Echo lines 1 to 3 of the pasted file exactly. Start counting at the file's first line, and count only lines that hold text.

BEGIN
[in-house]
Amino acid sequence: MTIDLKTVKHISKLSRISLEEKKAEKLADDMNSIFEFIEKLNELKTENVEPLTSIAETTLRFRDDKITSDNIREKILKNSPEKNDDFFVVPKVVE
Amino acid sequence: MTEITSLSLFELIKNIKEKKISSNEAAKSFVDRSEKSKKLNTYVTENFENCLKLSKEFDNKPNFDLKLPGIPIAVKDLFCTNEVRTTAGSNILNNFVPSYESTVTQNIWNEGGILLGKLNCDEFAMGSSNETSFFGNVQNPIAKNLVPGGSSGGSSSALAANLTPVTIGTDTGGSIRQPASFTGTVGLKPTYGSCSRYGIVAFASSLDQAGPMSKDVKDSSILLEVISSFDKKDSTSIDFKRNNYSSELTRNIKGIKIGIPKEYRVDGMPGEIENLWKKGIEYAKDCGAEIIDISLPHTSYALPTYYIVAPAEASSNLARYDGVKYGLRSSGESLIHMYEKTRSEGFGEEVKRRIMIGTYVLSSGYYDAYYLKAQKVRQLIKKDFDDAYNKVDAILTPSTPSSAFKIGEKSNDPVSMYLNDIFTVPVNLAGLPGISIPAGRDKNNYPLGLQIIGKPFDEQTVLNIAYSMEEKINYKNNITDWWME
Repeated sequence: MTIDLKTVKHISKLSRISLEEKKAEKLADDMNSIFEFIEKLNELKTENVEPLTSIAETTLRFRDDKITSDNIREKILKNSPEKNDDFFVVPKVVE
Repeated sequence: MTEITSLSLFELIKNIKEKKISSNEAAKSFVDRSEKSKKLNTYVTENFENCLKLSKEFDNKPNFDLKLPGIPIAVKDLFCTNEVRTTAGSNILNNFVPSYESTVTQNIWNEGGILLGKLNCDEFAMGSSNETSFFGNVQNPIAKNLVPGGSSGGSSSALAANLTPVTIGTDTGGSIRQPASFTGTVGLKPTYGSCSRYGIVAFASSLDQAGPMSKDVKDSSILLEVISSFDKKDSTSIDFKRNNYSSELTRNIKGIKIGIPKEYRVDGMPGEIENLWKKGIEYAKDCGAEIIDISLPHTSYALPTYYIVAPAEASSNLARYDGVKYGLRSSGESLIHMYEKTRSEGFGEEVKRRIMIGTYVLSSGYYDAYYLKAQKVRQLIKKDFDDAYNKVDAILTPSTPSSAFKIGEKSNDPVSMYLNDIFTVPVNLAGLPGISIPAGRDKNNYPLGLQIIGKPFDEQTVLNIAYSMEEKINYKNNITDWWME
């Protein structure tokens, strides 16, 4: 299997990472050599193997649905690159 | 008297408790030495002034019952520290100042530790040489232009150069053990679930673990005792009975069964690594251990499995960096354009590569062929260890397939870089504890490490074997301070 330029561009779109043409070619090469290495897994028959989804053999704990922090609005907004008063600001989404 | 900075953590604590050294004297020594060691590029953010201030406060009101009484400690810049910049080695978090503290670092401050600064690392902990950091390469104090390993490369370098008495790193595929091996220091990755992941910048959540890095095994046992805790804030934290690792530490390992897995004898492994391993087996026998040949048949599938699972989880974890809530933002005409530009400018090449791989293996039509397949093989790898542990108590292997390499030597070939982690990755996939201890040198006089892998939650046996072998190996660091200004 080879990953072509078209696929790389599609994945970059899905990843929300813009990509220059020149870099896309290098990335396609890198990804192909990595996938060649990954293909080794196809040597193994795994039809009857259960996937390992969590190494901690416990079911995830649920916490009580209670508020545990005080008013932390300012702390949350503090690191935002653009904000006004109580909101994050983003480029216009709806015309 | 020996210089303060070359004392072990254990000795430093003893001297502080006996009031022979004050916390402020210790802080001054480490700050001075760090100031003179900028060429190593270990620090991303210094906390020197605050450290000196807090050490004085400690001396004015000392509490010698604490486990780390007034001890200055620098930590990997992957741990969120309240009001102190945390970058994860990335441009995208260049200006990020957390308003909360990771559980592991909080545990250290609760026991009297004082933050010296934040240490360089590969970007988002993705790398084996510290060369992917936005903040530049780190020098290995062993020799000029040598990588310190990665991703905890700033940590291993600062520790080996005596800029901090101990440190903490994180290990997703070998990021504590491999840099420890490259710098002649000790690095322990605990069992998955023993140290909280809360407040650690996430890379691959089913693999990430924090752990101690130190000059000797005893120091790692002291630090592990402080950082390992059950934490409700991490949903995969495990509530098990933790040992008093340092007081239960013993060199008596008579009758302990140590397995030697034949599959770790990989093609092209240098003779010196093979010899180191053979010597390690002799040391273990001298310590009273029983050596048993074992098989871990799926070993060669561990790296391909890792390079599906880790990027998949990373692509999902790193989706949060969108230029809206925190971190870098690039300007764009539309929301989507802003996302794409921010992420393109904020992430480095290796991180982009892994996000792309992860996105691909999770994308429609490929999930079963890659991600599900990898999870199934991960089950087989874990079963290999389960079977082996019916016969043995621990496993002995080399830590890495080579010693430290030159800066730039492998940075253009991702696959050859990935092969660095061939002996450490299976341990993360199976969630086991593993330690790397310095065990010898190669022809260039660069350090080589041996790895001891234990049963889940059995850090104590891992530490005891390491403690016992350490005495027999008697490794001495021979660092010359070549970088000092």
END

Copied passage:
[in-house]
Amino acid sequence: MTIDLKTVKHISKLSRISLEEKKAEKLADDMNSIFEFIEKLNELKTENVEPLTSIAETTLRFRDDKITSDNIREKILKNSPEKNDDFFVVPKVVE
Amino acid sequence: MTEITSLSLFELIKNIKEKKISSNEAAKSFVDRSEKSKKLNTYVTENFENCLKLSKEFDNKPNFDLKLPGIPIAVKDLFCTNEVRTTAGSNILNNFVPSYESTVTQNIWNEGGILLGKLNCDEFAMGSSNETSFFGNVQNPIAKNLVPGGSSGGSSSALAANLTPVTIGTDTGGSIRQPASFTGTVGLKPTYGSCSRYGIVAFASSLDQAGPMSKDVKDSSILLEVISSFDKKDSTSIDFKRNNYSSELTRNIKGIKIGIPKEYRVDGMPGEIENLWKKGIEYAKDCGAEIIDISLPHTSYALPTYYIVAPAEASSNLARYDGVKYGLRSSGESLIHMYEKTRSEGFGEEVKRRIMIGTYVLSSGYYDAYYLKAQKVRQLIKKDFDDAYNKVDAILTPSTPSSAFKIGEKSNDPVSMYLNDIFTVPVNLAGLPGISIPAGRDKNNYPLGLQIIGKPFDEQTVLNIAYSMEEKINYKNNITDWWME